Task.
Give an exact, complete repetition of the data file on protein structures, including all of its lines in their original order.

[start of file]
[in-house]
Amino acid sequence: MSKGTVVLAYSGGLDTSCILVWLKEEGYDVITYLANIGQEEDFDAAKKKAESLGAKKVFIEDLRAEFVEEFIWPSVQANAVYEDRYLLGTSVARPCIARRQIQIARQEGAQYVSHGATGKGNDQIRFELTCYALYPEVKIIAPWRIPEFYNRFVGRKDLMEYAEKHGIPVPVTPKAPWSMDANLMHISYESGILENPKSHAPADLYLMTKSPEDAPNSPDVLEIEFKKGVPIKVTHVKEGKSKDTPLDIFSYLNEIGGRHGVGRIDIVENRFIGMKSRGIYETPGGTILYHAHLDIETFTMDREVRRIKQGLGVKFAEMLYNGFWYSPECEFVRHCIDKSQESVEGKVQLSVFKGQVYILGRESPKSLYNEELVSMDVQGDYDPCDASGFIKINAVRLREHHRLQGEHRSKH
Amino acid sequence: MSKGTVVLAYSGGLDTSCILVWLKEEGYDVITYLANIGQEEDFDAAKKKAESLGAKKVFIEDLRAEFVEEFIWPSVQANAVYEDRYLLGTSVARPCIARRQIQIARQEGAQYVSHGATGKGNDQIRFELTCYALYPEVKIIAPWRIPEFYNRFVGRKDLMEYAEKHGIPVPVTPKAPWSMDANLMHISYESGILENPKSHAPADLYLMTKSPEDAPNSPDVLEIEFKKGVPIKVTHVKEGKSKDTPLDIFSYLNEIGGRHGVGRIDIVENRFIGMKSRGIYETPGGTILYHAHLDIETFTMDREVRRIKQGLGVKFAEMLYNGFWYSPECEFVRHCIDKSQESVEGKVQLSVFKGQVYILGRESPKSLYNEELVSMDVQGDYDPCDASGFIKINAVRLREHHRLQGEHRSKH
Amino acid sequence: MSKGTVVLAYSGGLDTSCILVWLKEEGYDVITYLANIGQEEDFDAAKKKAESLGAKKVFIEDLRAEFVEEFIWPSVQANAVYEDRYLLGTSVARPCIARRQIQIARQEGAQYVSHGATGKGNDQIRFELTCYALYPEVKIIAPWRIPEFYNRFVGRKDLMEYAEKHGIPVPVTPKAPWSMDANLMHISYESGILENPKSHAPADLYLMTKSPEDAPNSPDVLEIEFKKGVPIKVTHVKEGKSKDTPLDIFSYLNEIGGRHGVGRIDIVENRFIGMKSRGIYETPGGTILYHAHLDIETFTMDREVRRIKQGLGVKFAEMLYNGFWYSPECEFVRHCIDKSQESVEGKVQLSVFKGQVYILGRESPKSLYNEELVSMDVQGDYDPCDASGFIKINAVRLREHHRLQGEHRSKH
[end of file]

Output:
[in-house]
Amino acid sequence: MSKGTVVLAYSGGLDTSCILVWLKEEGYDVITYLANIGQEEDFDAAKKKAESLGAKKVFIEDLRAEFVEEFIWPSVQANAVYEDRYLLGTSVARPCIARRQIQIARQEGAQYVSHGATGKGNDQIRFELTCYALYPEVKIIAPWRIPEFYNRFVGRKDLMEYAEKHGIPVPVTPKAPWSMDANLMHISYESGILENPKSHAPADLYLMTKSPEDAPNSPDVLEIEFKKGVPIKVTHVKEGKSKDTPLDIFSYLNEIGGRHGVGRIDIVENRFIGMKSRGIYETPGGTILYHAHLDIETFTMDREVRRIKQGLGVKFAEMLYNGFWYSPECEFVRHCIDKSQESVEGKVQLSVFKGQVYILGRESPKSLYNEELVSMDVQGDYDPCDASGFIKINAVRLREHHRLQGEHRSKH
Amino acid sequence: MSKGTVVLAYSGGLDTSCILVWLKEEGYDVITYLANIGQEEDFDAAKKKAESLGAKKVFIEDLRAEFVEEFIWPSVQANAVYEDRYLLGTSVARPCIARRQIQIARQEGAQYVSHGATGKGNDQIRFELTCYALYPEVKIIAPWRIPEFYNRFVGRKDLMEYAEKHGIPVPVTPKAPWSMDANLMHISYESGILENPKSHAPADLYLMTKSPEDAPNSPDVLEIEFKKGVPIKVTHVKEGKSKDTPLDIFSYLNEIGGRHGVGRIDIVENRFIGMKSRGIYETPGGTILYHAHLDIETFTMDREVRRIKQGLGVKFAEMLYNGFWYSPECEFVRHCIDKSQESVEGKVQLSVFKGQVYILGRESPKSLYNEELVSMDVQGDYDPCDASGFIKINAVRLREHHRLQGEHRSKH
Amino acid sequence: MSKGTVVLAYSGGLDTSCILVWLKEEGYDVITYLANIGQEEDFDAAKKKAESLGAKKVFIEDLRAEFVEEFIWPSVQANAVYEDRYLLGTSVARPCIARRQIQIARQEGAQYVSHGATGKGNDQIRFELTCYALYPEVKIIAPWRIPEFYNRFVGRKDLMEYAEKHGIPVPVTPKAPWSMDANLMHISYESGILENPKSHAPADLYLMTKSPEDAPNSPDVLEIEFKKGVPIKVTHVKEGKSKDTPLDIFSYLNEIGGRHGVGRIDIVENRFIGMKSRGIYETPGGTILYHAHLDIETFTMDREVRRIKQGLGVKFAEMLYNGFWYSPECEFVRHCIDKSQESVEGKVQLSVFKGQVYILGRESPKSLYNEELVSMDVQGDYDPCDASGFIKINAVRLREHHRLQGEHRSKH